Want to Contribute to the Industry’s Discussion on Value on Investment?

By Michael Connor, Dr.P.H., Senior Vice President, Alere Health and Bruce Sherman, MD, Medical Director, Employers Health Coalition

The Population Health Alliance (PHA) Quality & Research Committee has identified Value on Investment (VOI) as a key initiative for this year. The goal of this work group is to empower purchasers of population health management (PHM) programs to adopt a comprehensive value proposition, which more broadly captures the business impact beyond healthcare costs.  Initial objectives include defining the scope of the VOI construct and determining a compelling rationale that is embraced by PHM purchasers.

The Health Enhancement Research Organization (HERO) and PHA led a collaborative effort to develop guidelines related to value domains and corresponding core metrics. The VOI model encompasses all of these domains as outputs as well as a broad view of investment or inputs beyond program vendor fees and incentive costs.

The domains are organizational support, participation, health impact, productivity and performance, financial savings and satisfaction. The Organizational Support domain addresses the degree to which an organization commits to the health and well-being of its employees. Participation recommends measures and definitions related to meaningful program interventions. The Health Impact domain covers measures associated with preventable health conditions.  The Productivity and Performance domain provides an employee continuum ranging from absenteeism through optimal performance at work. Financial Health Care Savings incorporates claims data and modeling estimates.  Satisfaction addresses participant and provider perspectives.

Initial reactions have been very positive related to both the domains and the VOI approach. Most stakeholders are intrigued with the concept, and some have enthusiastically volunteered to pilot the process. Others have suggested the need to develop a more compelling business case to discuss with purchasers.  There are clearly data implications related to a broader set of outcome measures beyond the more traditional and narrower focus of financial health care savings.

Work group discussions have questioned whether organizational support is an outcome or rather an input within the VOI framework. Additional considerations have raised the need for a greater focus on participant program engagement as well as assessing program impact on employee engagement at work and other business outcomes.

So what are your thoughts regarding …

  1. What are the barriers to a purchaser acceptance of a broader value proposition and how these can be addressed?
  2. What practical measures and methodologies best assess value components and will be readily adopted?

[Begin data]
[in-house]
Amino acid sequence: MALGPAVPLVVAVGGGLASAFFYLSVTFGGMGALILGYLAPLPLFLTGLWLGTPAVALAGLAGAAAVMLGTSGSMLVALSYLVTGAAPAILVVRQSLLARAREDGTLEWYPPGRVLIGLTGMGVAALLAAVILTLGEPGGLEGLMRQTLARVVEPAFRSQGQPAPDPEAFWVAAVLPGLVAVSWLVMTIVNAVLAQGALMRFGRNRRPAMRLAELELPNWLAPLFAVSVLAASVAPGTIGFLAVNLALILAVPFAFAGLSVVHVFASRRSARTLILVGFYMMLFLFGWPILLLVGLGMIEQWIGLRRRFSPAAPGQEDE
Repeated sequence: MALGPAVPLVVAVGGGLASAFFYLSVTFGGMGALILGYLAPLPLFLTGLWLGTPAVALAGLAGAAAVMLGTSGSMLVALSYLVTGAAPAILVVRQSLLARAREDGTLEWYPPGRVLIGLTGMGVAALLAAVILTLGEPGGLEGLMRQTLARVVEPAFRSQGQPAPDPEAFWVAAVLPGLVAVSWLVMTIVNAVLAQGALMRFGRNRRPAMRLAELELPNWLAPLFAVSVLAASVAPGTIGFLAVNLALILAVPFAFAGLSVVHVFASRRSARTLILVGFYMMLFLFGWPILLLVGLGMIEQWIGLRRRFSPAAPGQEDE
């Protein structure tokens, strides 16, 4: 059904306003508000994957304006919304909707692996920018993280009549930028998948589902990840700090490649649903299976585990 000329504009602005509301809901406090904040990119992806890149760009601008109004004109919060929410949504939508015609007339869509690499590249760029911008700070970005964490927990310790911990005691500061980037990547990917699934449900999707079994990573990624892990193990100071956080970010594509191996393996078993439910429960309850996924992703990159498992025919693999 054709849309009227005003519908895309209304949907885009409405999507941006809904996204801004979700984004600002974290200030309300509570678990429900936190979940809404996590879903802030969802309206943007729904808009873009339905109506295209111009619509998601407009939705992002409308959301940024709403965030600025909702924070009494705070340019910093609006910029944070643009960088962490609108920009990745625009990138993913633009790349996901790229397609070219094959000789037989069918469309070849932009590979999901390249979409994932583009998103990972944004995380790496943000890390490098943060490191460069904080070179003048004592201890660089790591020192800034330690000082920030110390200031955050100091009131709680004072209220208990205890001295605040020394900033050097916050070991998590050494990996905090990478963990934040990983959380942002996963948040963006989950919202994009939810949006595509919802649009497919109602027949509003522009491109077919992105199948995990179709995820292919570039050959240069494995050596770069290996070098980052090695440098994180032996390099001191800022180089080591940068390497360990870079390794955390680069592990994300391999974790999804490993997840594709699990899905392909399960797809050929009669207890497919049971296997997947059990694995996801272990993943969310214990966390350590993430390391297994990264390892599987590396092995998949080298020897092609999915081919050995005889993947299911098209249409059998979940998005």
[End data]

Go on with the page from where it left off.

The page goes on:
3. How do the value domains align with purchasers’ (employers, health plans and government) strategic priorities?

Comment here or email us your thoughts at kmoseley@populationhealthalliance.org


2 Responses to Want to Contribute to the Industry’s Discussion on Value on Investment?

  1. Pingback: Who Is Hubbub Health? | Enabling Healthy Decisions

  2. One can’t help wondering whether the “broader value proposition” associated with the VOI approach is called for by PHM’s inability to more conventionally demonstrate value. Certainly, given claims and productivity data, most businesses will seek to determine whether a given program has saved more than it cost. A realization that it hasn’t should raise alarms.

    PHA’s Quality and Research Committee may have decided that VOI need to be a key initiative. But they may also need to consider that the iffy proposition presented by most population health management programs may be less due to an inability to measure results and more a function of poor impact.

    There are many areas of waste in American health care, brought on by an array of perverse incentives, that have relentlessly driven up cost and that threaten the nation’s future. True medical management at the population and individual levels must also focus on the mechanisms of institutionalized waste – e.g., overtreatment, egregious unit pricing – to bring health care back to rights.

    Changing the definition of value may be a step in the right direction, but it may also be a way of avoiding grappling with the core reasons for our health care crisis.

    Striving for improved health outcomes and lower cost may miss key areas of value, but these are straightforward and understandable metrics categories. Equally importantly, they are more closely aligned with the more pressing problem, which is that a failure to correct systemic health care excesses now constitutes a direct threat to our national economic stability.

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